Product Review: Polycell Crack-Free Ceilings
So you have those ghastly cracks in the ceiling and you are thinking to yourself how the best way to tackle them will be – Is it a few coats of paint that will do the trick, maybe some lining paper will wipe them away or you could of course simply carry on ignoring them… ?
Property of any age will show cracks that can be from those which were caused from movement to those simply because the way in which the walls / ceilings were prepared are now very dated and in need of fresh decorating! Movement cracks can be good and bad news, most houses, and those which are old especially, will have minor cracks here and there in places. New houses can also have cracks as they are built so quickly and people move in as soon as the paint is dry, movement can take place by simply adding weight such as furniture to floors.
Ceiling cracks are always the hardest to deal with as you will likely need ladders and suffer with a bad neck for a few days after. Ceilings will generally need a whole fresh covering rather than you trying to repair and cover a small patch as these will easily stand out.
Cracks of course come in all shapes and sizes from hairline to those larger cracks into the mm’s and cm’s. What you must also remember with cracks, especially for newer property, is that they may still be growing as such, the movement may have not yet stopped so what you repair now may once again rear its ugly head in a few months time. For older properties it is more likely that the crack you see is what you have to tackle unless of course the cracks are structural such as those due to subsidence.
How to treat cracks in the ceiling
For this review we are looking at the Polycell Crack-Free Ceilings paint that states itself as being a remedy for such issues. A trustworthy and recognisable brand name with a somewhat costly (£20 – £25 for a 2.5L pot) expandable paint option to cover ceiling cracks.
Firstly I will advise you that it is not simply the case you will paint over the cracks as such, though the paint is expandable and open to a slight bit of movement it is not a direct solution. If you want the best results then the following procedure will likely get you the finish you are after and make those cracks disappear:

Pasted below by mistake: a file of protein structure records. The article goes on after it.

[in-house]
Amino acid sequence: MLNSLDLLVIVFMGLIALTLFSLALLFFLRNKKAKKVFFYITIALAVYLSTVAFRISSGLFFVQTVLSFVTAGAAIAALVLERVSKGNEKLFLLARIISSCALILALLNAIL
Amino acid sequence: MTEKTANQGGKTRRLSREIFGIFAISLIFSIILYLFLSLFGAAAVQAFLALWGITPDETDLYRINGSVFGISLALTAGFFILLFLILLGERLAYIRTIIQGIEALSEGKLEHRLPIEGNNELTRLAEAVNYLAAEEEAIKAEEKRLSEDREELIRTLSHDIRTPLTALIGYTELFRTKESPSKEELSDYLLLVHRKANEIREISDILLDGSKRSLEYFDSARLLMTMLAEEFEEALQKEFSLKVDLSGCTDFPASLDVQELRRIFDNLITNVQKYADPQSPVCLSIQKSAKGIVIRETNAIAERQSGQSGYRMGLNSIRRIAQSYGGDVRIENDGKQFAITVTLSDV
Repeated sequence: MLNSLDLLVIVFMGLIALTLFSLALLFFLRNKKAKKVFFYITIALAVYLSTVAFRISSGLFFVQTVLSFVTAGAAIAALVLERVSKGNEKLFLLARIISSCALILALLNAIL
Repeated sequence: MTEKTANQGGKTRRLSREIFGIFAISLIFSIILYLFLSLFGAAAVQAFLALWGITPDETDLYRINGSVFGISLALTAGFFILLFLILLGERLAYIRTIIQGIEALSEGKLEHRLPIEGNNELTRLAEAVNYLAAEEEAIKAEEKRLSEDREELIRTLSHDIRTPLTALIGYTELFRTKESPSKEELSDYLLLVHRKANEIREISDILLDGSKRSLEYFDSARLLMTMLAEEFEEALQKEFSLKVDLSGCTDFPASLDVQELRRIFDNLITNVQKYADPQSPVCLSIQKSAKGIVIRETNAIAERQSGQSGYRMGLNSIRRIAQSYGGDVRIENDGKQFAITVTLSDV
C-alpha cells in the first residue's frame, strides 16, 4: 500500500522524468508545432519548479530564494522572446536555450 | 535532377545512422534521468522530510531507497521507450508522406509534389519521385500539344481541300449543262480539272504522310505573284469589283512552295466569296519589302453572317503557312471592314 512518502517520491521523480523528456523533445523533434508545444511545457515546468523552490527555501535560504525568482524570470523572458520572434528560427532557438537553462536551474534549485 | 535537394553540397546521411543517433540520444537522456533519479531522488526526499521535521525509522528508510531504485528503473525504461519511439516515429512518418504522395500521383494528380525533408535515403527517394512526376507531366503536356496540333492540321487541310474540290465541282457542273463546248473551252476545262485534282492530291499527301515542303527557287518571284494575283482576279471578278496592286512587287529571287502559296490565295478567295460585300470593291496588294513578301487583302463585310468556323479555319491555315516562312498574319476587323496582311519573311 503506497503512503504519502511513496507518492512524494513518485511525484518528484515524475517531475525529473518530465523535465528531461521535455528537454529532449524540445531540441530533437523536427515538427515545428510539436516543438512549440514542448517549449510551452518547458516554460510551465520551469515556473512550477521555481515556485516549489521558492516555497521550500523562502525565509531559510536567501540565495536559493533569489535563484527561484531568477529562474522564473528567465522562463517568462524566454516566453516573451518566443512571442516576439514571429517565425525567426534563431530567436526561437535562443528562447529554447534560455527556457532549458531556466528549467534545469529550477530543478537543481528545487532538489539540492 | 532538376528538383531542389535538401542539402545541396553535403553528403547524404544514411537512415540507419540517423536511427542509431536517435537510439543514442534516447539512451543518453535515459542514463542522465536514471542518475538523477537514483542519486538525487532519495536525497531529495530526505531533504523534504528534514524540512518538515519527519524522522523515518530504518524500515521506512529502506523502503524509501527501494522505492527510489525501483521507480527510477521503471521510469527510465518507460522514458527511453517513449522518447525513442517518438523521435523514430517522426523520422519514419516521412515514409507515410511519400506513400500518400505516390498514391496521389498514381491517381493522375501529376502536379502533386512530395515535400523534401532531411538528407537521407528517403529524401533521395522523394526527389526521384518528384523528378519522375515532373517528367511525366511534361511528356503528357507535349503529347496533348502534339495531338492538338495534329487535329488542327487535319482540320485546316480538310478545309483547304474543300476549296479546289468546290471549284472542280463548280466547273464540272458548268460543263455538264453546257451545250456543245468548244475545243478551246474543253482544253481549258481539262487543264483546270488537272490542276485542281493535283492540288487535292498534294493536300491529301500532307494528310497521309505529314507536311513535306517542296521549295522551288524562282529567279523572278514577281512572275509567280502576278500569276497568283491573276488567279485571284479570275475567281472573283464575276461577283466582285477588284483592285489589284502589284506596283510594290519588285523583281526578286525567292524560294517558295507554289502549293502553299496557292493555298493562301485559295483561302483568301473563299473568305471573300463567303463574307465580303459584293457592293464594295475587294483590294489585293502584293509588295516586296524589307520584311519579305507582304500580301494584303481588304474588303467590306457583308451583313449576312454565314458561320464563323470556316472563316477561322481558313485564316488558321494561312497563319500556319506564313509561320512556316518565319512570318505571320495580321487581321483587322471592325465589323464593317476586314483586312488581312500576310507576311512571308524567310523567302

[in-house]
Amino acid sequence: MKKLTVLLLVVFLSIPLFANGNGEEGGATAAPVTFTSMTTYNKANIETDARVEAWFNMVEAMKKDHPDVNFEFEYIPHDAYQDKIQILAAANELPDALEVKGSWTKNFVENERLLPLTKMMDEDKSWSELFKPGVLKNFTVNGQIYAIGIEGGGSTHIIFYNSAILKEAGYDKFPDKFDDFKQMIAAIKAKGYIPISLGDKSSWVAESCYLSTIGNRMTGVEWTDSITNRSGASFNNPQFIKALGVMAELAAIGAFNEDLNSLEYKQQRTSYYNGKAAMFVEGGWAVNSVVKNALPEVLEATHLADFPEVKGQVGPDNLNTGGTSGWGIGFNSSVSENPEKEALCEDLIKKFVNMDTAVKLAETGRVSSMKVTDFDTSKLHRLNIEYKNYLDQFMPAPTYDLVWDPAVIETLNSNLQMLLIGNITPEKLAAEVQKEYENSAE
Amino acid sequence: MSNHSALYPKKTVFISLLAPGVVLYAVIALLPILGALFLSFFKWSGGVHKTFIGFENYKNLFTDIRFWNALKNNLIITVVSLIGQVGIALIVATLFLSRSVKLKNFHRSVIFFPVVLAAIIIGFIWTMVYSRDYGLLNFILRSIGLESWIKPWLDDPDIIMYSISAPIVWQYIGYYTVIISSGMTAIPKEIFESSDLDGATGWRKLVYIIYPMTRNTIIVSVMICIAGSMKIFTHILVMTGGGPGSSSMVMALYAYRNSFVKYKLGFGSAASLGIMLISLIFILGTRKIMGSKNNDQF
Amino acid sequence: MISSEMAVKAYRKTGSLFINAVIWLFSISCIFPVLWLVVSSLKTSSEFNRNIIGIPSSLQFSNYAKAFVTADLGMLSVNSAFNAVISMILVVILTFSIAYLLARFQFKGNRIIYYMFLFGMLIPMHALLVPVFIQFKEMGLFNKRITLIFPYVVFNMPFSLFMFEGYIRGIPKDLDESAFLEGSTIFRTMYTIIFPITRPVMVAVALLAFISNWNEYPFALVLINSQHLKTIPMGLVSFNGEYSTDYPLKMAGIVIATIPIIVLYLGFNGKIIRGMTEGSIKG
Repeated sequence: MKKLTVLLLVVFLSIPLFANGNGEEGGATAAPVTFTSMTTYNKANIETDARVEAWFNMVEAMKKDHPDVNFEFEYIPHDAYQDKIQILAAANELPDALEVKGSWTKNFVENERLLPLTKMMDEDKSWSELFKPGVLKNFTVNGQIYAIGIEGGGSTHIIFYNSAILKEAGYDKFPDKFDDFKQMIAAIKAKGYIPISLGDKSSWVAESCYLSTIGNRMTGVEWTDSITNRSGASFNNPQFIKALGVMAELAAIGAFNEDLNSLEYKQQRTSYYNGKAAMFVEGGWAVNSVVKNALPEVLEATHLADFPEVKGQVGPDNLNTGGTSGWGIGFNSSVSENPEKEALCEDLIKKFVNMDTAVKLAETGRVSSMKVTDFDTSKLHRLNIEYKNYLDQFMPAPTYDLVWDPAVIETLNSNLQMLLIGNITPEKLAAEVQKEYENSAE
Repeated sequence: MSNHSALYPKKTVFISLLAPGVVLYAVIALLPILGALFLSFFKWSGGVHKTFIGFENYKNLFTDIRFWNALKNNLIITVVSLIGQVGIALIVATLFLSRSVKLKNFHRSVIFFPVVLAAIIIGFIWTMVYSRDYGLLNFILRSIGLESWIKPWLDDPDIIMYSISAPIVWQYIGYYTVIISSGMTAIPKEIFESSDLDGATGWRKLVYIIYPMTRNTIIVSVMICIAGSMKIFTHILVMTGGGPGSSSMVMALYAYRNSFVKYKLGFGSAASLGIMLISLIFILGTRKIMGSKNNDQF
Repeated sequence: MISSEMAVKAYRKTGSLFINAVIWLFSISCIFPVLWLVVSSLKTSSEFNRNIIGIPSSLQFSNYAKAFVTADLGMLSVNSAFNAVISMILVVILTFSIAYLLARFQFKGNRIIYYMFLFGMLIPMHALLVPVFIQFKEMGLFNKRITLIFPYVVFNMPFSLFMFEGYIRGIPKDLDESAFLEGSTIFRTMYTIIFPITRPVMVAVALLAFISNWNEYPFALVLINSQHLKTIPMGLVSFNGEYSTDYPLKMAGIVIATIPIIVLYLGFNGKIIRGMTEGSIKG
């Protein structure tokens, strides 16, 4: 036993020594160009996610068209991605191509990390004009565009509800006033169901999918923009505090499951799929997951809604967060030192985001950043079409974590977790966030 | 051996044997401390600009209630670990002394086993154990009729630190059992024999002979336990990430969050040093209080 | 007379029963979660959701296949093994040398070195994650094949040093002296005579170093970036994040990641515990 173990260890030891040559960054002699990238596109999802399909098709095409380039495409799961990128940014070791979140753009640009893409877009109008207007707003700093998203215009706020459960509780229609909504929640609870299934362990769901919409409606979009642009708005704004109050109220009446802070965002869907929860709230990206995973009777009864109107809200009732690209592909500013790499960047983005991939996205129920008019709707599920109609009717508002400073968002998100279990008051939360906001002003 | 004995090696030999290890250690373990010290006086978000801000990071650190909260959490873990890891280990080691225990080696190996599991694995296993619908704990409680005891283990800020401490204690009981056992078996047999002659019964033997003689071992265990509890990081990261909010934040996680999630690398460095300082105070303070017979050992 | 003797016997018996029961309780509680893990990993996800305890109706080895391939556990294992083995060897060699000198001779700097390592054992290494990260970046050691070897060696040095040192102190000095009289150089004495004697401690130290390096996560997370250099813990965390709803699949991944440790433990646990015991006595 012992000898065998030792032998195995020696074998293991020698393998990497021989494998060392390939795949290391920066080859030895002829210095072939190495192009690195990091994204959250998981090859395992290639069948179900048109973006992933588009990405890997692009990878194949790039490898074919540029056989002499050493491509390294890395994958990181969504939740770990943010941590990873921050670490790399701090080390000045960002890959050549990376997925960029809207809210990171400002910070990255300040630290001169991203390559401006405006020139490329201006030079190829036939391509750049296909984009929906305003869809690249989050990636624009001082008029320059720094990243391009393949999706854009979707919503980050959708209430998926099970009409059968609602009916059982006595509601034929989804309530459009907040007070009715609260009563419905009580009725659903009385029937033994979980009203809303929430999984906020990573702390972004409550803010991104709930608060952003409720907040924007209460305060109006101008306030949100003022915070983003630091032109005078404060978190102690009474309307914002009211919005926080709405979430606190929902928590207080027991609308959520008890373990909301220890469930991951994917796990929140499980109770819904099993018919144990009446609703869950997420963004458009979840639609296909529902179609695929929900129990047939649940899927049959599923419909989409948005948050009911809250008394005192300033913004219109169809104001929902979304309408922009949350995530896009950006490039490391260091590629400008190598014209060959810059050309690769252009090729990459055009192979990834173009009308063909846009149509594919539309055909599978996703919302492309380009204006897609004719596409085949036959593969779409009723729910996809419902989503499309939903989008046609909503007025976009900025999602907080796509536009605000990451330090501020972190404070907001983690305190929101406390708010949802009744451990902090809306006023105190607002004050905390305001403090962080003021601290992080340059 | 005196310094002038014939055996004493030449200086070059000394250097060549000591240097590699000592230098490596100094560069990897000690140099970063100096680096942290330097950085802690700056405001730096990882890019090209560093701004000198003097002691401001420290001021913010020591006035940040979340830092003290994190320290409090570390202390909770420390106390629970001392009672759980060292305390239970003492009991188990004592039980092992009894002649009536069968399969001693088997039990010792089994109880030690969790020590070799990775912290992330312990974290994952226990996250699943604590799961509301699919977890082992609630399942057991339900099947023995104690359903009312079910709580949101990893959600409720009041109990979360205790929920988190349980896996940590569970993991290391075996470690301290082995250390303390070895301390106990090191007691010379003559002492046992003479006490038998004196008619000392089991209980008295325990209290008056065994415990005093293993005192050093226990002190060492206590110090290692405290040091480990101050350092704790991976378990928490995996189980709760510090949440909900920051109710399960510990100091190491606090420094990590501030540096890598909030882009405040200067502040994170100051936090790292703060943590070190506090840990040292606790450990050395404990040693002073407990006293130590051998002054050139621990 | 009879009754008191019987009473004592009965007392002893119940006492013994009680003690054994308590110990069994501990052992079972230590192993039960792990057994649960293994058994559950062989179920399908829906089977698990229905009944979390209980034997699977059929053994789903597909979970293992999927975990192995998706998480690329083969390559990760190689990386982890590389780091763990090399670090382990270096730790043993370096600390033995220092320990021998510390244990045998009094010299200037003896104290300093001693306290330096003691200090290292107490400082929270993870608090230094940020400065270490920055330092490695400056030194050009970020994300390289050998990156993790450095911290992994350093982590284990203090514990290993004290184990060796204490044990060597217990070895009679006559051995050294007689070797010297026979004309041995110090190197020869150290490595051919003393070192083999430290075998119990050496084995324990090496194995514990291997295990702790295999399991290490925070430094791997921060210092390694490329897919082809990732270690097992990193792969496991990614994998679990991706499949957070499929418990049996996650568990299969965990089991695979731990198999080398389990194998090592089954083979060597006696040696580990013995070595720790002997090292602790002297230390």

Whichever surface you wish to decorate you will need to prepare so when using the Polycell Crack-Free Ceilings you should rub down the surface initially.
Once you can see the full extent of the crack you will be required to fill with plaster which will mean digging out the crack if it is large enough and then getting some plaster in to those gaps. Once you have applied plaster you will then need to rub down once again and repeat if needed so the surface is nice an even. If the cracks are very minor and hairline then you might be able to bypass the need for plastering, I took the option of plastering all the cracks in the room I tested this product with so to be on the safe side (I left one hairline crack without plaster to test this option).
Once the surface was ready I applied one coat of the Polycell Crack-Free Ceilings on to what was already painted white previously. The paint was a good thickness and certainly felt as it it applied with a thick coat and spread evenly. Note that a good thick quality paint brush is advised here with a diameter of around 50mm so medium sized.
After one week I revisited the area where there were previously cracks including the hairline crack which I had not treated with plaster. So far all cracks are covered and no cracks are re-showing.
Do I recommend Polycell Crack-Free Ceilings?
Preparations are always key in decorating, the more time you spend preparing surfaces then the better the final results you will see. In this product review the paint was not put through a vigorous test as to be honest this is not the correct way in which you should be decorating – I felt the best test for this product was to see how it performs with cracks that are treated and only minor hairline cracks for it to tackle face on. Over time if the cracks have only a minor expansion, no more than 0.1 mm / 100μm, then this paint should perform well in hiding them by way of expansion.